A man is in life-threatening condition after being encased in hot tar that solidified during an industrial accident in Toronto on Monday morning.
Rescuers worked for more than an hour to free the man after the incident, which occurred shortly after 7:30 a.m., according to police.
Const. Clint Stibbe said the truck that was carrying a vat of hot, liquid tar, came to a sudden stop in the city's east end after the driver noticed a boom attached to the vehicle fell to the road.
There were three men in the back, Stibbe said, when the abrupt stop caused the tar, which was kept around 200 Celsius, to spill onto one of the men, trapping him inside.
"When (the tar) came out of the reservoir it went all around and when tar is exposed to the air, it hardened very quickly," Toronto Fire Services platoon chief Dave Denysek told reporters at the scene.
He said firefighters had to slice away part of the truck before slowly cutting hardened tar in small pieces away from the man's body.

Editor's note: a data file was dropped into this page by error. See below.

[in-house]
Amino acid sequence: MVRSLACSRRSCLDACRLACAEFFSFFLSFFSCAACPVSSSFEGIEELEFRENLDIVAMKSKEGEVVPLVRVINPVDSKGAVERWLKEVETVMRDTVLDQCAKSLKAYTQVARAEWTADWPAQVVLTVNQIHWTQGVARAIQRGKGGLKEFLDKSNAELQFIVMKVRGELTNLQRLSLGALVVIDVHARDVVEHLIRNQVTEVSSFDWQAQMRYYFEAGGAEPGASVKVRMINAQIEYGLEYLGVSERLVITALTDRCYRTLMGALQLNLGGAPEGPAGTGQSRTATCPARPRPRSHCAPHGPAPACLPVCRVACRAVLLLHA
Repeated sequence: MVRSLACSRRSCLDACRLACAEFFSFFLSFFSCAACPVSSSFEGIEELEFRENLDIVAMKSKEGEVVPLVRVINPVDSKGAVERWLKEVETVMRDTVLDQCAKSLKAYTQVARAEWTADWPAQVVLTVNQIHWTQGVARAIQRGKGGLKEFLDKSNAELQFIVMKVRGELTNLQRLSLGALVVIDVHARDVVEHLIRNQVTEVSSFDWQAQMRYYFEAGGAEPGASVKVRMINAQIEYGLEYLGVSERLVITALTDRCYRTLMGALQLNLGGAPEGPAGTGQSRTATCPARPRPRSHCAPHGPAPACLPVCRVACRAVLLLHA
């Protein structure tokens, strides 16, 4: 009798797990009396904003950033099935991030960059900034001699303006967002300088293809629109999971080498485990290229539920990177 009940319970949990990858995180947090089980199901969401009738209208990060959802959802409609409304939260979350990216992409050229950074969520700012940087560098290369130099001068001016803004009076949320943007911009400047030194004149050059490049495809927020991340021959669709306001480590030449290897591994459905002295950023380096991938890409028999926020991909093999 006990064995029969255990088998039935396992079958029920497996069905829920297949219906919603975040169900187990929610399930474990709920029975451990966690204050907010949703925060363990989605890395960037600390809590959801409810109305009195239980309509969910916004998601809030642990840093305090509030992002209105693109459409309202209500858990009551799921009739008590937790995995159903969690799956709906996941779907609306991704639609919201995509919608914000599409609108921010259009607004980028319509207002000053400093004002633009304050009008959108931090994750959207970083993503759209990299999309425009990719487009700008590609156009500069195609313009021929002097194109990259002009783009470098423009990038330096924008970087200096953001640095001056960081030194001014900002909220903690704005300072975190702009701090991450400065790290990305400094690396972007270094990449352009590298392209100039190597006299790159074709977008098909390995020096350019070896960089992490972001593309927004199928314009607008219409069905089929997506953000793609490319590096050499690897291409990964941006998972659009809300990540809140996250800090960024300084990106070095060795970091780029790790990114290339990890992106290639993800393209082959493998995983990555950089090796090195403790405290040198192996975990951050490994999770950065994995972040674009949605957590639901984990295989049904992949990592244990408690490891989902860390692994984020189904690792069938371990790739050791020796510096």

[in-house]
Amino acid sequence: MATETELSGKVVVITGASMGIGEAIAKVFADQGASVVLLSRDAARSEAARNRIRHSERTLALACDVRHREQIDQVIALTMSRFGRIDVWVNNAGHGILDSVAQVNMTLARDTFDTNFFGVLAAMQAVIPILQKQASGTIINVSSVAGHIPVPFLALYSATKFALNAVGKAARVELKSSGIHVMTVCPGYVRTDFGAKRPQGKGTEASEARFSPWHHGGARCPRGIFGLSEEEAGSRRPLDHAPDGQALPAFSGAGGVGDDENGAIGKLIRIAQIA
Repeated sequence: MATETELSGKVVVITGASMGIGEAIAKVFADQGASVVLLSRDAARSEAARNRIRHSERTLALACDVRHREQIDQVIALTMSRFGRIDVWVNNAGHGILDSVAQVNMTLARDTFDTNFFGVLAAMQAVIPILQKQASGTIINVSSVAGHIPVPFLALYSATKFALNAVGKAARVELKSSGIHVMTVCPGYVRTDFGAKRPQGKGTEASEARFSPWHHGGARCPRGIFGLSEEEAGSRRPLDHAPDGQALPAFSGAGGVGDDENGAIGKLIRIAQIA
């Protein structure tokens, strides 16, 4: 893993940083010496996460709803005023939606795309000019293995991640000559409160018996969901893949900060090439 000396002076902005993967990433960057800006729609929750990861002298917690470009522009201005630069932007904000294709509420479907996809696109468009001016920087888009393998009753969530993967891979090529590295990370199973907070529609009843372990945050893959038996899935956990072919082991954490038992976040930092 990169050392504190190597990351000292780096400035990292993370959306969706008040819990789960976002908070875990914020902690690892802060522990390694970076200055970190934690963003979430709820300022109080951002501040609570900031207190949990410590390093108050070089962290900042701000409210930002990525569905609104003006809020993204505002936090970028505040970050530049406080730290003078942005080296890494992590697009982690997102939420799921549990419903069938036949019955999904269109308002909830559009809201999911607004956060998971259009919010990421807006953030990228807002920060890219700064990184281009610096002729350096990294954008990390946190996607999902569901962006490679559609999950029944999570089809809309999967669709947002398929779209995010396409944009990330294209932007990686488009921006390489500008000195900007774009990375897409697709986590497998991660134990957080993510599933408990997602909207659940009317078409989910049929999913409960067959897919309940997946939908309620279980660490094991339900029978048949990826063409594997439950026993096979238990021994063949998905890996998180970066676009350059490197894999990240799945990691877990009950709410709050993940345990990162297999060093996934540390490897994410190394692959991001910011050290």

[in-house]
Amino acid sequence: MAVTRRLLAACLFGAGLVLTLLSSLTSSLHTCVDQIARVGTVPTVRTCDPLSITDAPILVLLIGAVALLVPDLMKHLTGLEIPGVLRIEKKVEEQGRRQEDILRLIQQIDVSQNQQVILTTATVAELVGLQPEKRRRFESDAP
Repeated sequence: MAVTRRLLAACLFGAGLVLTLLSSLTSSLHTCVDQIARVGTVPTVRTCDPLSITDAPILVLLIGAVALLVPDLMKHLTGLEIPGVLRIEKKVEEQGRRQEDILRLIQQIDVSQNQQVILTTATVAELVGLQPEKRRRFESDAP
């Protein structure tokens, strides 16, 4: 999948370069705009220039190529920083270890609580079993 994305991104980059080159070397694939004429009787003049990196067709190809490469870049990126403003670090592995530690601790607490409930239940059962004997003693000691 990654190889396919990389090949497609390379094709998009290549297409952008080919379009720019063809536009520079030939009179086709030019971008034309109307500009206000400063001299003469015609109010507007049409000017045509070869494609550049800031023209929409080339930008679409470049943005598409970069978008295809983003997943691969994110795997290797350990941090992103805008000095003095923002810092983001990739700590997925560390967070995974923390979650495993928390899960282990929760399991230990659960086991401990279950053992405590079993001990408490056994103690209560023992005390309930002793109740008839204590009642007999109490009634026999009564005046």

Police said the 46-year-old, who they'd earlier said was 37, was breathing and conscious throughout the ordeal.
The man wasn't wearing protective clothing at the time, Stibbe said, but credited his clothing for partial protection.
"The victim suffered serious burns to his head and arms," and is in the burn unit of a local trauma centre, said Evert Steenge of Toronto Paramedic Services.
Stibbe said the man is listed in critical condition, while the other two men in the back of the truck weren't injured.
The Ministry of Labour said it had assigned staff, including an engineer, to investigate.
A ministry spokeswoman said it investigated 873 critical injuries on worksites in the province last year and 219 critical injuries in the first quarter of 2016.